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In the Treaty of Berlin, Article 26 defines Montenegro’s international and legal position: “Montenegro is recognized as sovereign by the Great Powers and all those plenipotentiaries who did not recognize it as such before”. Hence, this Article only serves to confirm long-existing Montenegrin independence, noting that this independence is now recognized by the Ottoman Empire and nations that did not recognize it before.
This Article does not give state independence to Montenegro, but merely states that this independence is now widely recognized. There is no doubt in the fact that this marked the first time Montenegrin independence was officially recognized in Europe. Serbia and Romania got a different treatment than Montenegro. Article 34 states that: “Plenipotentiaries now recognize the sovereignty of the Kingdom of Serbia”, and Article 43 recognizes the independence of Romania in the same manner. Serbia and Romania were recognized as independent by all the participants in the Congress, while Montenegro needed to be recognized only by the Ottoman Empire and Great Britain, keeping in mind that its independence was already informally recognized by the rest of Europe’s great powers.
Equal treatment for all new subjects
Article 27 of the Treaty of Berlin obligates Montenegro to show equal treatment to all its new subjects, regardless of religious differences. Great Powers obligate Montenegro to provide equal political, religious and citizen rights to all its citizens, as well as equal treatment in public and state services. Article 28 defines Montenegro’s new borders. Only partly respecting the principle uti possidetis, Montenegro acquires part of the coast from river Željeznica to bay of Kruči, city of Bar with its surroundings, tribe areas of Piva, Drobnjaci, Banjani, Jezera, Šaranci, a part of Vasojevići and a smaller part of Kuči and Uskoci, as well as cities Podgorica, Nikšić, Spuž, Žabljak Crnojevića, Kolašin, Plav and Gusinje with gravitating areas. After these gains, Montenegro’s territory came to be 8.665 km2, twice as much as it used to be before (4.400 km2). Of course, it was only a part of what Montenegro had asked for, and what it considered its right.
Bar with surroundings to belong to Montenegro
Article 29 of the Treaty of Berlin states that city of Bar with its surroundings now belongs to Montenegro, but under certain conditions that enable Austro-Hungary to have supervision of its coast. It also forbids foreign warships to enter Port Bar. Article 30 defines property rights of Muslims – those who decide to remain in Montenegro, and those who decide to live out of its borders. Montenegro’s obligation to consult the Great Powers on these matters is defined in the Article 31.
Article 32 of the Treaty obligates Montenegro to retreat from the areas that have not entered in its territory within 20 days of the signing. Article 33 obligates Montenegro to accept the payment of debt of the Ottoman Empire for the areas that were granted to it by the Treaty.
Dissatisfaction in Cetinje
Decisions of the Congress of Berlin created unfavorable impression and disappointment in Cetinje. Montenegro was granted less territory than it had expected. Basically, it gained a little bit more that what was said to be a bare minimum in Russia’s diplomatic circles, even in the end of 1877, before the war was over. It was far behind what Cetinje expected to be a “just reward”. Duke Gavro Vuković would later write that this failure of “Montenegrin business” in the Congress was due to statesmen’s inexperience, unrealistic expectations of Russia, and ignorance of Austro-Hungary, that has become the main creator of Balkan’s political map. As soon as Austro-Hungary gained such political power, it was clear that Montenegro would not get more than what was the minimum Russia was ready to fight for. That minimum was not enough to please Cetinje, although it was not insignificant.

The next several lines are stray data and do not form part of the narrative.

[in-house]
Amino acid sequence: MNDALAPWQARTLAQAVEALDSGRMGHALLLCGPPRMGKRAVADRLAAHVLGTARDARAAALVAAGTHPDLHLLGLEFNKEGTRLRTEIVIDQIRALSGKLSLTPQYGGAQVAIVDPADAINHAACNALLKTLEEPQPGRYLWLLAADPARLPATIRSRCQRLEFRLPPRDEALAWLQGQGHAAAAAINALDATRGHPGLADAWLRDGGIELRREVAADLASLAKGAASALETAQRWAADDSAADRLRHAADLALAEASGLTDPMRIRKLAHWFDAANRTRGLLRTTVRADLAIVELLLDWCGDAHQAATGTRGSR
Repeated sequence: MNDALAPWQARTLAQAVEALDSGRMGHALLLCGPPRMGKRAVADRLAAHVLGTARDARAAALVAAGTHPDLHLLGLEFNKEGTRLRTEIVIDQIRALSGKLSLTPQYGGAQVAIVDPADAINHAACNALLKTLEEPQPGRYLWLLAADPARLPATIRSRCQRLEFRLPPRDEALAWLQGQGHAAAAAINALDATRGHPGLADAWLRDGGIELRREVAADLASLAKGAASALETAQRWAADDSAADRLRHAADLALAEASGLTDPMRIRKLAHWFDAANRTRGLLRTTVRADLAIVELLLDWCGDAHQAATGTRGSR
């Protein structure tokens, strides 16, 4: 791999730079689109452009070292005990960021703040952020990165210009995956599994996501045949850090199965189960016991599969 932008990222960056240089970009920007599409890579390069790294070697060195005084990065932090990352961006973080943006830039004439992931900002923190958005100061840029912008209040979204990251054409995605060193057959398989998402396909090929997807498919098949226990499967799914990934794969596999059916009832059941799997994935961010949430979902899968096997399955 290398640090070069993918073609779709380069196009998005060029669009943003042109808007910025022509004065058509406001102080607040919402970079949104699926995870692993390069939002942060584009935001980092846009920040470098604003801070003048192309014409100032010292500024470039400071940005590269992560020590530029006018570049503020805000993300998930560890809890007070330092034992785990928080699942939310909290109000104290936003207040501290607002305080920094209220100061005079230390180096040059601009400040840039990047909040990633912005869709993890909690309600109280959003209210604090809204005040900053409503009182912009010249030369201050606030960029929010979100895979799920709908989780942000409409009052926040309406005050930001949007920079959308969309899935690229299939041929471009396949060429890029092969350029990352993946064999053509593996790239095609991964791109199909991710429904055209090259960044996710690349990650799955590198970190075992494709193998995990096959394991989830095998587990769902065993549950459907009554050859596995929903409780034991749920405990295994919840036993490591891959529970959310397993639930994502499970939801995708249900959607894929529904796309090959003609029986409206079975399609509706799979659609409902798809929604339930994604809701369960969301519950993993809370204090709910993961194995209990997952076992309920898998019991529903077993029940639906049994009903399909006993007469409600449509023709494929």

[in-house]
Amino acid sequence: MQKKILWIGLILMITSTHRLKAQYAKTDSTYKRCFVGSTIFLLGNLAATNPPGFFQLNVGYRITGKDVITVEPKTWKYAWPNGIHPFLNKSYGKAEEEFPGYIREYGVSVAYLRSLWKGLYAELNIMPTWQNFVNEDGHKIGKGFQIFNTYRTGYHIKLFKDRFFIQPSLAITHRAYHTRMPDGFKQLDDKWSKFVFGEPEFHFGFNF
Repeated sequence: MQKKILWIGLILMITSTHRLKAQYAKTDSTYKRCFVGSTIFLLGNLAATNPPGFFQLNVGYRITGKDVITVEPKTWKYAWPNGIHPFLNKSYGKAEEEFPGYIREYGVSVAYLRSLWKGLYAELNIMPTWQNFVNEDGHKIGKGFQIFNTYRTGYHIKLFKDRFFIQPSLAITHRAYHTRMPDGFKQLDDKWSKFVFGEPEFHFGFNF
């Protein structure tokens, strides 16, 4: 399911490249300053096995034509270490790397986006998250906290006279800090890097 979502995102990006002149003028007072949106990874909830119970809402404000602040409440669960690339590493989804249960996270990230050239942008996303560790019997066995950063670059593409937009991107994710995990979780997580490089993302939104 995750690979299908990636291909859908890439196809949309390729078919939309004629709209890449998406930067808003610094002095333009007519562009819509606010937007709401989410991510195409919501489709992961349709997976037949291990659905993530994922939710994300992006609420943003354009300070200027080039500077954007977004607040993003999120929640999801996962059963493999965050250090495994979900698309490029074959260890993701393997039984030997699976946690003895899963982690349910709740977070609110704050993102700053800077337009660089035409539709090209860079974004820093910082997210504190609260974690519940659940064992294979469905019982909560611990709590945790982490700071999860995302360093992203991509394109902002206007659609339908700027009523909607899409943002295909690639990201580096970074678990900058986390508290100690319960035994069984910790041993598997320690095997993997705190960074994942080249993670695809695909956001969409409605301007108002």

Decisions of Congress of Berlin seen in negative light
“Before the war, we were full of hope, ready to to fight the Ottoman Empire.. Now, after the war, we can all see that we were manipulated in everything…”, nobleman Rade Turov Plamenac wrote on the Treaty of Berlin and its significance for Montenegro.
The attitude that decisions of the Treaty damaged Montenegro’s rights was stated in the official “Voice of Montenegro”, which states that Montenegro’s gains in the Treaty – “are far behind its achievements, its rightful expectations”. One of the editorials in “Voice of Montenegro” states that the Treaty prolonged the state of crisis, so much so it had become clear that the Eastern matter would be solved with new wars. When it comes to interests of Montenegro, it was stated that the Congress conditioned Montenegro to prepare for the new war. Congress of Berlin brought forth unstable and rotten peace.
“Congress of Berlin only stopped the evil that exists, without removing it from the world. It served the moment and its needs, while leaving the future uncertain, and people of Balkan unhappy. On the backs of small nations, that have fought for their freedom and independence, the great powers found their seats from which they would measure their strength once the big war breaks out, perhaps in the nearest future.”
King Nikola later disappointedly wrote in his memoirs: “Actions of the Congress confirmed the old saying: who has the force, has the power.”
Read the next chapter in the series on Congress of Berlin 1878 of the special editorial on CdM…
Source: Cafe Del Montenegro